(Note: Please click “Motorcycle Trip” under Categories at right to read in chronological order.)
Leaving in two days. It’s been a heck of a journey just getting here. In the last two weeks we’ve quit our jobs, sold our house, sold our furniture, gotten rid of a lot of our belongings and packed our remaining ones into ship-to-Europe boxes, store-in-NY boxes, or stuck them in the take-on-trip room or the take-on-plane room. The Europe and New York boxes are both too numerous, the take-on-trip room is impossibly full, and the take-on-plane room is strangely empty.
Stressful, yes. Agonizing over what to do with what, sometimes arguing over it (some things are easier done alone), realizing the ridiculousness of how much stuff we actually have (can you say “pack rat”, anyone?), knowing that among our peers we are actually rather lightly burdened (can you say “race of pack rats”?), and still failing to bring ourselves to throw, give, or sell away more than a fraction of it. Understanding that despite our good intentions, we’re just bringing more of the same with us on our motorcycle trip. Giving thanks that despite this constraints of space will force things to be at least somewhat reasonable.
Do we really need that French press accessory for our camp stove? Sealed coffee container to go with it? What about that water filter we’ll probably use only once? The pocket hammock? Ha!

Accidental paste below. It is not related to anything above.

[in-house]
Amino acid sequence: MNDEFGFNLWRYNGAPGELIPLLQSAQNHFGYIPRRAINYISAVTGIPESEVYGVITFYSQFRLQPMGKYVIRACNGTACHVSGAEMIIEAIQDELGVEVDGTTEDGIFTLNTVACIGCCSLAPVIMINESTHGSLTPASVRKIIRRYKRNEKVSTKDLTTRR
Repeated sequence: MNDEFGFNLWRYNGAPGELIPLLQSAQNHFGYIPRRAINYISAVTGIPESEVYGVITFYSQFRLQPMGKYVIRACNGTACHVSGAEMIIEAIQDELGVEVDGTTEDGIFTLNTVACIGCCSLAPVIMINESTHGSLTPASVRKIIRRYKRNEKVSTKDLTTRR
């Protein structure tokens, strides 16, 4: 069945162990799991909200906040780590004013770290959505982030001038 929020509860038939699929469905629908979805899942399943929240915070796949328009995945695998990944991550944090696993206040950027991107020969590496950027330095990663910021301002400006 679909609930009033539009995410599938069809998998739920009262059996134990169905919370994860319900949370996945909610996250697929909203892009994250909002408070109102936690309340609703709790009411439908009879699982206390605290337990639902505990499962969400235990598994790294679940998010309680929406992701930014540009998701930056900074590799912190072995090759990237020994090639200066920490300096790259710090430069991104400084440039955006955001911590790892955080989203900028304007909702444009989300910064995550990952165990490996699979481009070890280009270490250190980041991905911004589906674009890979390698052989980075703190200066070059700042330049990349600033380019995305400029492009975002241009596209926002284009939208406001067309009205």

It’s like the journey of ultralight hiking. You realize the weight of your rucksack is breaking your back and taking all the joy out of hiking. First you try cutting out a few luxuries. Then you spend a bunch of money reducing the weight of the items you continue to carry. Lightweight sleeping bags, tents, pots and pans – it’s all out there for the right price. Your bank account is hurting but you tell yourself it’s money well spent — happy experiences in the heart of nature await. Finally, excited and ready to skip down the trail in unburdened lightness of being, you set out on your first trip with all your new kit – and still find yourself busting your balls.
You may give up or tell yourself to be satisfied there. But you can also start to dig deeper and come to understand that the only way to go further is not to work on your pack, but on your mind. You need to change your conceptions not just of what you want, but of what you need. Partly it’s a matter of new skills — how to pick your campsites, what types of food calories to bring, how to layer your clothes, etc.. Partly it’s ingenuity, refusing to carry any item that doesn’t serve at least two purposes, making less do more. Eat out of your pots, sit and sleep on your pack’s back pads, pitch your tent with trekking poles, stuff like that. But mostly it’s attitude. Do you really need a tent to live outdoors, or can you get by with a tarp? Is a sleeping bag really the most efficient approach, or can clothes and a quilt do the same? And why are you carrying that book along?
In the end, you’ll find something interesting has happened. While you were concentrating on reducing your pack weight so you could enjoy nature, you’ve actually been brought closer to nature itself. By learning to work with it rather than against it, and carrying fewer distractions, you have a purer experience in the outdoors, more in tune with the surroundings.
Long motorcycle trips (including this one) should be done the same way. But it’s hard to hone the technique when you only do one every few years, and spend the rest of the time surrounded by the comforts and gadgets of modern life. We’ll see where we end up.